The designation of much-loved and respected former President Stanley Ikenberry as interim president has huge support in the University and community. He and White show every evidence of mutual respect and the ability to work together.
UIUC CHANCELLOR RICHARD HERMAN
The tapes garnered by “The Chicago Tribune” through the Freedom of Information Act show that Herman was intimately involved in the admissions scandal. The pattern of involvement began when he was Provost and moved with him as Chancellor. Perhaps the best explanation for his involvement is to stress the ethicists’ focus on “the slippery slope.” In short, one makes a choice that at best is a minor slip, one that all of us make at times. But then there comes a pressure to make a slightly bigger misstep, and that leads to a third, a fourth, a fifth and ultimately the slide down the slippery slope to a new unethical behavior pattern. One need not question Herman’s view that he was doing his best to protect the University from outside pressures but his acts inevitably led to continued pressures as he apparently became the “go to person” to get someone admitted. Word does get around.
Interestingly, the Tribune ran a one-day story that did not fit the theme of the admission scandal but highlighted an end result of “the slippery slope.” Page 1 of the July 21, 2009, edition reported that Herman or campus officials at his direction provided money to assist in securing a visa, paid moving expenses, sought and created an $115,000 position using campus reserve funds for a Dutch citizen who later became the son-in law of Board of Trustees Chair Shah. The individual left the position for a higher paying one in about ten months, four months of which were spent in training and the remainder largely doing “research.” (Shah had emailed Herman on May 23, 2007, referencing the employment, “We need to make this happen.”)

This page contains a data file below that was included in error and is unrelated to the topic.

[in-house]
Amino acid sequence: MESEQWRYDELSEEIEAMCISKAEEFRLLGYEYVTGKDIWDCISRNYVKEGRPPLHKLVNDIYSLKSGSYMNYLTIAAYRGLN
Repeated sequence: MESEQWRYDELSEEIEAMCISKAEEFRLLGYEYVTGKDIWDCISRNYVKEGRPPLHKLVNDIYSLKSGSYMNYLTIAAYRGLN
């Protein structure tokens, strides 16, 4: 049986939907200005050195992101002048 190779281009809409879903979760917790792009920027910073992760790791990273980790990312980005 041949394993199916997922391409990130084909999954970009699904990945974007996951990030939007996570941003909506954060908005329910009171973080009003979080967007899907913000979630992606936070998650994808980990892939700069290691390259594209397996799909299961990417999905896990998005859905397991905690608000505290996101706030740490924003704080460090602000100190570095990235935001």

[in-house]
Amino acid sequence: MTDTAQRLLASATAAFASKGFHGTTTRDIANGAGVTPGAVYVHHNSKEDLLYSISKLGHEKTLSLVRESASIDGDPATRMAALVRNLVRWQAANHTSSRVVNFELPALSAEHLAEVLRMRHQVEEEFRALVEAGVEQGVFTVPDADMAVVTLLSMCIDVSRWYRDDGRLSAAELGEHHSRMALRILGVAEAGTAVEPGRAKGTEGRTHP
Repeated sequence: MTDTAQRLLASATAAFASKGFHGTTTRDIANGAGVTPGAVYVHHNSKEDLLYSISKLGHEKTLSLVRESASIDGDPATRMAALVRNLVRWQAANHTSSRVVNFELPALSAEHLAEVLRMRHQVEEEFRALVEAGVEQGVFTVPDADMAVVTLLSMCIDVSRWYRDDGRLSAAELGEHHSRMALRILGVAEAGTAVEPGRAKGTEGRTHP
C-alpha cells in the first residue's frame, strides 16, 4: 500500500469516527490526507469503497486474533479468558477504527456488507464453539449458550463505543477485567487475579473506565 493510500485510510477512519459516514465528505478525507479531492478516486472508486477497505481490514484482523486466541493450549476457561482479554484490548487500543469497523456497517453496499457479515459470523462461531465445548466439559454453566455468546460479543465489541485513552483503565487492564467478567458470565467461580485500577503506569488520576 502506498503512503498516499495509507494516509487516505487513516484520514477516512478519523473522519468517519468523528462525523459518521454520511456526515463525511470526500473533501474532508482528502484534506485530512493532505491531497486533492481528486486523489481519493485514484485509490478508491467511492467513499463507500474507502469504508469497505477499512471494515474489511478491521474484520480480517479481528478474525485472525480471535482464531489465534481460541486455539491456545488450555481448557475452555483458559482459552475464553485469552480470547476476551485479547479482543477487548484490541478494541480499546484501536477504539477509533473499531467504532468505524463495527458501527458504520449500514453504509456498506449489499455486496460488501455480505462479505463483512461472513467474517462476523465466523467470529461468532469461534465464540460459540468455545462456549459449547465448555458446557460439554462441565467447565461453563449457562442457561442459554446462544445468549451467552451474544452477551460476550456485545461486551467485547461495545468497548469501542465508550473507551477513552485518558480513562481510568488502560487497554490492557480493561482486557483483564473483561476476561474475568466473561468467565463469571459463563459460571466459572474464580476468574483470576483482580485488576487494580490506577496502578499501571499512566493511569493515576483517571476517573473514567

Herman remains as UIUC Chancellor as of the writing of this editorial. It would seem the question is not, “Will he resign?” but “When and under what circumstances will he resign?” Herman stresses the many good things that have happened on his “watch” and there have been many.
What to conclude?
1. Apparently, the responsibility to resist improper influence falls on the target. After all, it is the nature of politicians to ask for favors and use the old-boy network.
2. Always remain conscious of the slippery slope. As Aristotle noted, each choice opens a different range of future choices eliminating some, adding others. Choose the right one, the morally good one.
3. While the press unearths some scandals and explores some issues, it may fasten on one ”story line” and neglect other more important issues. The Tribune ran with a story that the public could easily understand but the complexity of improper interference in the whole of the academic sphere of the University is much more difficult to report and much more difficult for a non-academic to understand and appreciate its importance.
4. Good intentions and motivations may not result in a wise, ethical decision. We are left to muddle through, do the best we can, and live with the consequences but must ensure to give ample weight to the ethics of our actions.